Tuesday, February 11, 2014

Worth it

“If you had asked me, before this happened, what the worst thing in my life would be, it would be to lose a child. To lose Sarah. I now know that there is one thing worse and that would be never to have had her at all. Right. So what that tells me is to look at all these wonderful things she did accomplish and to enjoy them, let them bring you happiness.”
- Jan Phelan, Sarah Burke's mom.
Quote retrieved from the video at:  http://olympics.cbc.ca/blogs/author/nick-purdon/article/sarah-burke-legacy-lives-sochi-olympics.html

I forgot an appointment today. I missed my reminder on my email because I was away from my desk when it popped up on my computer. So fifteen minutes later I got a call from the person with whom I was to have met. "You coming?" Apologies and ten minutes later I was meeting with her. The meeting took less than the hour we had budgeted, but it did go over the time we were supposed to be finished (she had to see another person right after me). 

So I was late leaving her office. What that meant was that I took short-cuts through stores and a coffee shop on the way back to work. And in the coffee shop ... I saw her. It was someone I used to work with a couple of years previous and who hadn't seen me since my daughter passed away last October. 

She'd heard. It seems most everyone has. And she conveyed her condolences. We chatted for a bit as her to-go order came up and that's when she told me about the interview with Jan Phelan and the quote (above) that struck her and was so powerful that it made her cry. 

It was so powerful that it made me cry too. Which is as it should be. 

It was moving - the tremendous attitude of this mother whose daughter's life was cut short on a snowboarding slope as she trained for a lead-up to the first-ever half-pipe competition in a winter Olympics. It was inspiring. 

It was just what I needed to hear. 

There were times in my youngest daughter's life that I wasn't so sure if it had been a good idea to have another child. Times when I was fighting with schoolteachers and the mental health care system and even wondering why she would deliberately pick friends that made me uncomfortable... It wasn't easy parenting this kid who was so unbelievably the opposite from me. Sometimes I messed up royally! Most times I wondered if she was stringing me a line. 

And ... were it not for the last 35 days of her life, I would have said that it wasn't worth the trouble. All the nights I cried myself to sleep wondering if she was alive and safe. All the times I checked the weather forecast in Edmonton, Alberta to see if she might have frozen to death in her car the night before. All the money I poured into her bank account hoping that she'd find a place to live, thinking that all she needed was a chance to prove herself. There were people who told me that I was letting her take advantage of me.  I had given until there was nothing left to give and still I gave some more, going into debt to do it. And by rights, I should have given up and let her fend for herself. It wasn't worth the anguish and the sleepless nights. By rights.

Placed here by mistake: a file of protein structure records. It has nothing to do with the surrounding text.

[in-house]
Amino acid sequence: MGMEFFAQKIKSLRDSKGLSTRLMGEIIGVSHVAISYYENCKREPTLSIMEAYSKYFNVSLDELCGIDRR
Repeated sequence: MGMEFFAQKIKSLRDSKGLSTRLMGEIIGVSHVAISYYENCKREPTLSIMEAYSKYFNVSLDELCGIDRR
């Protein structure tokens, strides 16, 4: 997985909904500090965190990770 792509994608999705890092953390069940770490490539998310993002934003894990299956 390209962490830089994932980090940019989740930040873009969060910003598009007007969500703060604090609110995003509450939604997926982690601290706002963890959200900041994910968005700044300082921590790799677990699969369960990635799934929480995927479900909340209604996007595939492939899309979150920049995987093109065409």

But then ... there were those last 35 days. Those last, priceless, 35 days.

Summer 2012 at Victoria Park

Don't misunderstand me. She wasn't a saint and (we are learning now) she still pulled the wool over my eyes again and again about where and how she was spending the money I sent to her.  However, something fundamental ... something wonderful ... happened inside of her on September 17, 2013 that turned her life around ... and made the bad times seem more worth it. We connected on a deep, spiritual level. I remember her saying to me, nearly awestruck, in early October or thereabouts, "I just can't believe that you and I are talking about God. Of all things." It's all I ever wanted for her. It was my finest prayer, my finest hope for her to be able to experience Him in a real way like she did that night in September.

And no, I'm not some sort of masochist (someone who enjoys pain) when I say that it was worth it. And I'm not about to say that I'd do it all over again. Once was quite enough ... thank you. I'd rather crawl on my hands and knees over broken glass than go through that again. But ... I can see that there was a purpose in it all being allowed.  

Family relationships have been mended. New friendships have been forged. Existing friendships have been deepened. Some people have had their lives transformed by her legacy. Many other people all over North America, and even as far away as Australia, have been deeply touched by her story (link to that story here) and I believe firmly that it needs to be told, again and again. 

I also believe that it was no accident that I was running late today, that it was so cold that I was cutting through buildings to get where I was going. It was no coincidence that my old acquaintance was there or that she had watched the highlights reel of the Olympic coverage and caught that snippet of an interview with the mom of one of our would-be athletes. No, I don't believe in coincidences. As Albert Einstein said, coincidences are just God's way of remaining anonymous. 

Let her story touch you. That's what it is for. That's what makes the tragedy of her death worth it.

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